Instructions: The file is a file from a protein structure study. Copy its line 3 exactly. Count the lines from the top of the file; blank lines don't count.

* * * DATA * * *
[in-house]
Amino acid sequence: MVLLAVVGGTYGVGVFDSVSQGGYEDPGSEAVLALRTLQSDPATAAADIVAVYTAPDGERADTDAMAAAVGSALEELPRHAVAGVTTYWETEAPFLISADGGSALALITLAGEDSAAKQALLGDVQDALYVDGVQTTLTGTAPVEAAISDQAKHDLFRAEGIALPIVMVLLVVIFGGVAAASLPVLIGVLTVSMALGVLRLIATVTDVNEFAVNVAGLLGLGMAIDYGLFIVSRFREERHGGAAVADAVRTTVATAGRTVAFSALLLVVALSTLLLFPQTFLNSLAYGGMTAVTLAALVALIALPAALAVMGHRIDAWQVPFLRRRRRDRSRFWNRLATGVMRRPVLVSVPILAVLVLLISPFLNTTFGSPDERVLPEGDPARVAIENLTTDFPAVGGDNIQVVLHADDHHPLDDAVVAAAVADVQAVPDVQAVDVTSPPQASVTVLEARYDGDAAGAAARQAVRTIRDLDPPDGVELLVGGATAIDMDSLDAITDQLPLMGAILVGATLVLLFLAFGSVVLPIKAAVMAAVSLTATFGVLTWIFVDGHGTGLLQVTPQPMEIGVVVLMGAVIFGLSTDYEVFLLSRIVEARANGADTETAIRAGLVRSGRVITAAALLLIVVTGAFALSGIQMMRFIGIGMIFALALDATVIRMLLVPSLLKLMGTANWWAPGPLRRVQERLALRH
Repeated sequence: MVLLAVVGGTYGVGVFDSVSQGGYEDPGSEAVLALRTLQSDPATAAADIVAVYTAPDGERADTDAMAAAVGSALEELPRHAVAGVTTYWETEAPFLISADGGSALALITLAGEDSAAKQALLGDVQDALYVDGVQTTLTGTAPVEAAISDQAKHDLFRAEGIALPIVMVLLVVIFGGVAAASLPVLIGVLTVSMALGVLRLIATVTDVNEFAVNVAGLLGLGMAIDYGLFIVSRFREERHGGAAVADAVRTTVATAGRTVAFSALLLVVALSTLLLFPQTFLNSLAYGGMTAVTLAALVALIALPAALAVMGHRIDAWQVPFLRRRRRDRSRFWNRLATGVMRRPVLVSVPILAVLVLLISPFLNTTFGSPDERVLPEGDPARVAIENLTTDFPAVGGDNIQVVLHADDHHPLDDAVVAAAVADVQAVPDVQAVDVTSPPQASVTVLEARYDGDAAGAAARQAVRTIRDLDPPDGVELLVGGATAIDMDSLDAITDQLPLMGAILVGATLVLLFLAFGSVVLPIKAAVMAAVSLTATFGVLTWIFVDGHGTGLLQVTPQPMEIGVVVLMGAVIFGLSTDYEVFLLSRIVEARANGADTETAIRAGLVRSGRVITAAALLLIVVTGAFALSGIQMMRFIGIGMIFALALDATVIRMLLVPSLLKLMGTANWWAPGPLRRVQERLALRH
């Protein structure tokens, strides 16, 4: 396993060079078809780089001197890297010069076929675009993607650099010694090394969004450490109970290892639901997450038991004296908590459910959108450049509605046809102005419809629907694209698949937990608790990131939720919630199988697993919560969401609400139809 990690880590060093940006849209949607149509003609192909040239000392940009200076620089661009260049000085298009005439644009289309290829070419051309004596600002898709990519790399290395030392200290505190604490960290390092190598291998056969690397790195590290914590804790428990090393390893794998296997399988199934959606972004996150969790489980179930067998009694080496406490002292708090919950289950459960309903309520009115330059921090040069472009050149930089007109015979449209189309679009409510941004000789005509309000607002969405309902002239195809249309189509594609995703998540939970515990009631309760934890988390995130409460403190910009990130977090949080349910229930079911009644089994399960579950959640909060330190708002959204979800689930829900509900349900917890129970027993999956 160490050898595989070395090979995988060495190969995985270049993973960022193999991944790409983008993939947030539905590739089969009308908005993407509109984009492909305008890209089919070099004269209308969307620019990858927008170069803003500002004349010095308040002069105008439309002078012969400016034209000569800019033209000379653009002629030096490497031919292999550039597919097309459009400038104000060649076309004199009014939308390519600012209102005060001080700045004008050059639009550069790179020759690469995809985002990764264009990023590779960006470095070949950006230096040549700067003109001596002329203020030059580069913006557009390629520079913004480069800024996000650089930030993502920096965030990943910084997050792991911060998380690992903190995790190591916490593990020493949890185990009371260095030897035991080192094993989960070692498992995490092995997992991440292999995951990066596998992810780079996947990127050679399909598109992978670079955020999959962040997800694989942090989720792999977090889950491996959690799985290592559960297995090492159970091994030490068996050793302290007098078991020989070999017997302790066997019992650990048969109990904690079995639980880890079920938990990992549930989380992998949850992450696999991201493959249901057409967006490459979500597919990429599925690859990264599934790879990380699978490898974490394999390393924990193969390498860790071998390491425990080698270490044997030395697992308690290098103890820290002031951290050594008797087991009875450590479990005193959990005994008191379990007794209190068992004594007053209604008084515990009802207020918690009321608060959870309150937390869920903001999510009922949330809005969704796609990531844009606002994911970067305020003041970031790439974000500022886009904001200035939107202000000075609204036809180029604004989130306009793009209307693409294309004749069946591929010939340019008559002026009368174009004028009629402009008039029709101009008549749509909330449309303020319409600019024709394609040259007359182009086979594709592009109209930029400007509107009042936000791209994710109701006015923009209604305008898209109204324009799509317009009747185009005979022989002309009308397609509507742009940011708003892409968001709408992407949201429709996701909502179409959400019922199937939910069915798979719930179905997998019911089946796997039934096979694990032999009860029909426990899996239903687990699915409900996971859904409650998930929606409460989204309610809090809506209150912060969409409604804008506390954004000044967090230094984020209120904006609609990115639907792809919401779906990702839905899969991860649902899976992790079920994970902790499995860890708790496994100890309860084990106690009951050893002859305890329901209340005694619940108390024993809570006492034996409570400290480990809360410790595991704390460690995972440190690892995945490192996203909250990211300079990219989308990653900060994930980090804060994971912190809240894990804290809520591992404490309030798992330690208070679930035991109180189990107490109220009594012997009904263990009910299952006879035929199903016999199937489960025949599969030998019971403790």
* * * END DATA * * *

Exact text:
Repeated sequence: MVLLAVVGGTYGVGVFDSVSQGGYEDPGSEAVLALRTLQSDPATAAADIVAVYTAPDGERADTDAMAAAVGSALEELPRHAVAGVTTYWETEAPFLISADGGSALALITLAGEDSAAKQALLGDVQDALYVDGVQTTLTGTAPVEAAISDQAKHDLFRAEGIALPIVMVLLVVIFGGVAAASLPVLIGVLTVSMALGVLRLIATVTDVNEFAVNVAGLLGLGMAIDYGLFIVSRFREERHGGAAVADAVRTTVATAGRTVAFSALLLVVALSTLLLFPQTFLNSLAYGGMTAVTLAALVALIALPAALAVMGHRIDAWQVPFLRRRRRDRSRFWNRLATGVMRRPVLVSVPILAVLVLLISPFLNTTFGSPDERVLPEGDPARVAIENLTTDFPAVGGDNIQVVLHADDHHPLDDAVVAAAVADVQAVPDVQAVDVTSPPQASVTVLEARYDGDAAGAAARQAVRTIRDLDPPDGVELLVGGATAIDMDSLDAITDQLPLMGAILVGATLVLLFLAFGSVVLPIKAAVMAAVSLTATFGVLTWIFVDGHGTGLLQVTPQPMEIGVVVLMGAVIFGLSTDYEVFLLSRIVEARANGADTETAIRAGLVRSGRVITAAALLLIVVTGAFALSGIQMMRFIGIGMIFALALDATVIRMLLVPSLLKLMGTANWWAPGPLRRVQERLALRH